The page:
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PM Modi says 100-crore-vaccine achievement answers doubts about India's capabilities

"Questions were raised whether India will be effectively able to combat the pandemic. Whether we will be able to procure the vaccines and innoculate our population. This achievement has answered all those questions once and for all," the Prime Minister said.

October 22, 2021 / 10:15 AM IST
Prime Minister Narendra Modi.

Prime Minister Narendra Modi.

A day after India reached a landmark of 100 crore COVID-19 vaccination jabs, Prime Minister Narendra Modi said that the achievement was because of the efforts of each and every citizen.

"Many are comparing the vaccination programme to that of other countries. There has been a lot of praise. However, it is forgotten how we started," Modi said in an address to the nation on the morning of October 22.

"Questions were raised whether India will be effectively able to combat the pandemic. Whether we will be able to procure the vaccines and innoculate our population. This achievement has answered all those questions once and for all," the prime minister said.

No country other than China has achieved this landmark. What makes it even more remarkable is the slow, rather fraught, start that India’s vaccination programme made after its start on January 16.

In an interview to MoneycontrolNiti Aayog CEO Amitabh Kant, one of Modi's closest advisors, said that India warded off a potential third wave of the COVID-19 pandemic due to the pace of its vaccination programme.


COVID-19 Vaccine

Frequently Asked Questions

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How does a vaccine work?

A vaccine works by mimicking a natural infection. A vaccine not only induces immune response to protect people from any future COVID-19 infection, but also helps quickly build herd immunity to put an end to the pandemic. Herd immunity occurs when a sufficient percentage of a population becomes immune to a disease, making the spread of disease from person to person unlikely. The good news is that SARS-CoV-2 virus has been fairly stable, which increases the viability of a vaccine.

How many types of vaccines are there?

There are broadly four types of vaccine — one, a vaccine based on the whole virus (this could be either inactivated, or an attenuated [weakened] virus vaccine); two, a non-replicating viral vector vaccine that uses a benign virus as vector that carries the antigen of SARS-CoV; three, nucleic-acid vaccines that have genetic material like DNA and RNA of antigens like spike protein given to a person, helping human cells decode genetic material and produce the vaccine; and four, protein subunit vaccine wherein the recombinant proteins of SARS-COV-2 along with an adjuvant (booster) is given as a vaccine.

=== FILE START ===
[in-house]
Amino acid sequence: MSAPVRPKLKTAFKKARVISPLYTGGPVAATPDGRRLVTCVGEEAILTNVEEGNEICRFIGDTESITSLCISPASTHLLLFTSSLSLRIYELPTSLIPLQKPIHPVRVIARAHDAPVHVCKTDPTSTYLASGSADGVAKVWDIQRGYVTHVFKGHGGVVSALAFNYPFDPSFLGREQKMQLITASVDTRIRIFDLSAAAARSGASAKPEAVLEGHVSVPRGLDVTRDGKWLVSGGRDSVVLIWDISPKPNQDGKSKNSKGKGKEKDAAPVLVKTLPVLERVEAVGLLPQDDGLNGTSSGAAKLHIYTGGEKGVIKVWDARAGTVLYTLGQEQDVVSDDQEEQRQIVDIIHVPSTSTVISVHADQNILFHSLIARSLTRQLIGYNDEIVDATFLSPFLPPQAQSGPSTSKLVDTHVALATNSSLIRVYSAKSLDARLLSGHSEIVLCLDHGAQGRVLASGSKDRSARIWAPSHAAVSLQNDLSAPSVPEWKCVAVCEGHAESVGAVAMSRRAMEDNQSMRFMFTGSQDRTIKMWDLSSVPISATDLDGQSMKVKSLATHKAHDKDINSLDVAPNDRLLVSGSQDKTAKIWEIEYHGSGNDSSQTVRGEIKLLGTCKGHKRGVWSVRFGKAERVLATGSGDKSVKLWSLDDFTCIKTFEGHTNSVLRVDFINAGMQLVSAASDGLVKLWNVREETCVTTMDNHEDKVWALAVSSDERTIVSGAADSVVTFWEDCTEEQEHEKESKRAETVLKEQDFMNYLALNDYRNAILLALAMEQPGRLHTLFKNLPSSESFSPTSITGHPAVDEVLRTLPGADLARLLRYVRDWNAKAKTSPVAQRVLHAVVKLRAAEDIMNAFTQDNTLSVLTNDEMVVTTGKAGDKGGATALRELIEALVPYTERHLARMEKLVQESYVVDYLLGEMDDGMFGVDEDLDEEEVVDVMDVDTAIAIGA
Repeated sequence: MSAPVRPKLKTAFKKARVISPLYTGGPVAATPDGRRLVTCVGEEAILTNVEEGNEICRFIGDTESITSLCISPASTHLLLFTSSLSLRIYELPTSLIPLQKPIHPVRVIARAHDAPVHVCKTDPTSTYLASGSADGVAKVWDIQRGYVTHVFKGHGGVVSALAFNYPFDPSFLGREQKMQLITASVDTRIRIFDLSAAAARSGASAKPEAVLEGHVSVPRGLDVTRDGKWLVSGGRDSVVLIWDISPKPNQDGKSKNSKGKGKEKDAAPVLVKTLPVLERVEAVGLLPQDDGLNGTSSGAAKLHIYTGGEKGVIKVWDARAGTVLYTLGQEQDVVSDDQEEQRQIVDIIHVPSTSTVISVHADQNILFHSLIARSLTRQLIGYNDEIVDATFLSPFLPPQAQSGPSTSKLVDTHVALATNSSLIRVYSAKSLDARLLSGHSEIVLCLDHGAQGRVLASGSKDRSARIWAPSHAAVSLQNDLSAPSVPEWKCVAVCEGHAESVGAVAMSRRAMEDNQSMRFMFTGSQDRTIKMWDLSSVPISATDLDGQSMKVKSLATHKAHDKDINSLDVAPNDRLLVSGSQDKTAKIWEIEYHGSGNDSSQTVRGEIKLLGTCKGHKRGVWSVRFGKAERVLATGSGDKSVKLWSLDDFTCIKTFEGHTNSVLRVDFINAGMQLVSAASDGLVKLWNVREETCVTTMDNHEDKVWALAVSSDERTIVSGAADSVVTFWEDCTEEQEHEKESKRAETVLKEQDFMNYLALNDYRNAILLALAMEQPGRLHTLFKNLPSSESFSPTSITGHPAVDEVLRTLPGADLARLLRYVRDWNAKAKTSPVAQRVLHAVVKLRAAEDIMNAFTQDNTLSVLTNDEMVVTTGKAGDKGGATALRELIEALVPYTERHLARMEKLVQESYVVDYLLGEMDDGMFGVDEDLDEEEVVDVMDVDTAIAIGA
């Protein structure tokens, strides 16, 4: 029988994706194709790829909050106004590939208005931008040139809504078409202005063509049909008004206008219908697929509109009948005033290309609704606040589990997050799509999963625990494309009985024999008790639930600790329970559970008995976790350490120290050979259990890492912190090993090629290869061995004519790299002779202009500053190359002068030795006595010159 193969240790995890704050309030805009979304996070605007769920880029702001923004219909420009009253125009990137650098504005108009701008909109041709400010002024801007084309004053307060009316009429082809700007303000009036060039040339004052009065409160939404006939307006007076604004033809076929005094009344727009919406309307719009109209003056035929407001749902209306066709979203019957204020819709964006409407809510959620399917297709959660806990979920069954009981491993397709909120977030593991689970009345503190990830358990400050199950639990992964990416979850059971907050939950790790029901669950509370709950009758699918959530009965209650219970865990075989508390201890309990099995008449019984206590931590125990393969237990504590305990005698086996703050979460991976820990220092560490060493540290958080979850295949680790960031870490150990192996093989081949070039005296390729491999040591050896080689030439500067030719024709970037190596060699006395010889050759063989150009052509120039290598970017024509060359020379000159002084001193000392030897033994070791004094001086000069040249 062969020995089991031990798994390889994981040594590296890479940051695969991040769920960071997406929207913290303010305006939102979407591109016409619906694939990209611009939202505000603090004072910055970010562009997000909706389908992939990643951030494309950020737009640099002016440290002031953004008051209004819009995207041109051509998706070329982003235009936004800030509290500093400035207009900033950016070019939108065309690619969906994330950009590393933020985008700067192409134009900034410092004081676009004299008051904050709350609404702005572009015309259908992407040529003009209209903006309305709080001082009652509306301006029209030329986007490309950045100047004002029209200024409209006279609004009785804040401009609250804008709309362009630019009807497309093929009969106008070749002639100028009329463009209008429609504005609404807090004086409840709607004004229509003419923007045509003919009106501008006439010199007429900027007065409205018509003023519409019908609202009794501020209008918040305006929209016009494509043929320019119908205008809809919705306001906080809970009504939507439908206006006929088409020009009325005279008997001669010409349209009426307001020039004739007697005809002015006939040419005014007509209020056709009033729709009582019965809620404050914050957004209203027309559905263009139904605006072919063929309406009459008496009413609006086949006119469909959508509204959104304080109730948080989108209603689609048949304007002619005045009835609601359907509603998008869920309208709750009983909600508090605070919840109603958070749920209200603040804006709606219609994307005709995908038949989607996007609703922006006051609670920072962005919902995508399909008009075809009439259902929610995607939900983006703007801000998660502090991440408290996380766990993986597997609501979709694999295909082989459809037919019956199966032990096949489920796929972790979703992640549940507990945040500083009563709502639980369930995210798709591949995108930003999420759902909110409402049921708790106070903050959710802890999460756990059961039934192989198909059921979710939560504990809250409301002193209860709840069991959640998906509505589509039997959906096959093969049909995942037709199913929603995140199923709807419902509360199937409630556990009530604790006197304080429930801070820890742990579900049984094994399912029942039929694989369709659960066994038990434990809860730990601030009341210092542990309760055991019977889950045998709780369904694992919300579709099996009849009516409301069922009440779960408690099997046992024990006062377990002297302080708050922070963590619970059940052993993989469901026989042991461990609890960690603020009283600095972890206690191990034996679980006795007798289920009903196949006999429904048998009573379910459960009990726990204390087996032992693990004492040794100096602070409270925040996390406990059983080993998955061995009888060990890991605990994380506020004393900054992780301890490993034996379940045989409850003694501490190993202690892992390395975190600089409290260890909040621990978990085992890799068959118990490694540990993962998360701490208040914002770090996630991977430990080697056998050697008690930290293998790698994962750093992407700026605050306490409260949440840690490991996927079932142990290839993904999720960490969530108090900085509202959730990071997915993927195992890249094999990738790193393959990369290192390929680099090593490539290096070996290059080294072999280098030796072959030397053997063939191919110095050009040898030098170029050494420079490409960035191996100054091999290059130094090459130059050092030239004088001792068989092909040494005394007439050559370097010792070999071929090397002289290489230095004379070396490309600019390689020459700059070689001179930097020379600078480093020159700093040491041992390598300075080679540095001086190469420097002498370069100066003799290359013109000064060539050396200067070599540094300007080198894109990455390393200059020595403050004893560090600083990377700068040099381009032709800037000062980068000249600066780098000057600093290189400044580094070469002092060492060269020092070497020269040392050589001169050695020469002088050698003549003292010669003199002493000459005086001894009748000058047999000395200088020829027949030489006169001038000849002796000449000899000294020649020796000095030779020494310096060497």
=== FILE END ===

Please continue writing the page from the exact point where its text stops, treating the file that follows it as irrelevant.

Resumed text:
What does it take to develop a vaccine of this kind?

Vaccine development is a long, complex process. Unlike drugs that are given to people with a diseased, vaccines are given to healthy people and also vulnerable sections such as children, pregnant women and the elderly. So rigorous tests are compulsory. History says that the fastest time it took to develop a vaccine is five years, but it usually takes double or sometimes triple that time.

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The vaccination drive started with inoculating healthcare workers in the first phase followed by non-medical frontline personnel like police, paramilitary, armed forces, sanitation and municipal workers, senior citizens in the subsequent phases.

The country launched vaccination for all people aged above 45 years from April 1. The government then decided to expand the ambit by allowing everyone above 18 to be vaccinated from May 1.

After some states protested that the Centre should underwrite the cost of vaccination entirely, Prime Minister Modi said late in June that it would do so, paying for 75 percent of vaccine procurement cost and distributing it to states, with the rest for private sector channels.

This took the vaccination budget for the year to Rs 50,000 crore from Rs 35,000 crore.

The government has used the Oxford-AstraZeneca vaccine, Covishield, manufactured by Serum Institute of India, Pune, and Covaxin, developed jointly by Bharat Biotech and the Indian Council of Medical Research, as the drive’s two mainstays. It also approved a third vaccine for emergency-use later - Sputnik V.

India’s one-billion-dose feat comes on the back of huge supply bottlenecks, vaccine hesitancy in the initial period and a crippling second wave of the pandemic.

On October 16, Health Minister Mansukh Mandaviya said that India would achieve the landmark milestone of 100 crore vaccine doses in the coming week.

The health minister also said that announcements would be made on airplanes, railway stations, metros when India achieves its target of 100 crore doses.

India administered a record 25 million-plus vaccine doses in 24 hours, the highest in a single day on September 18, as per the official update. Earlier, on June 28, India overtook the US in total COVID vaccine doses administered despite starting a month late.
Arup Roychoudhury

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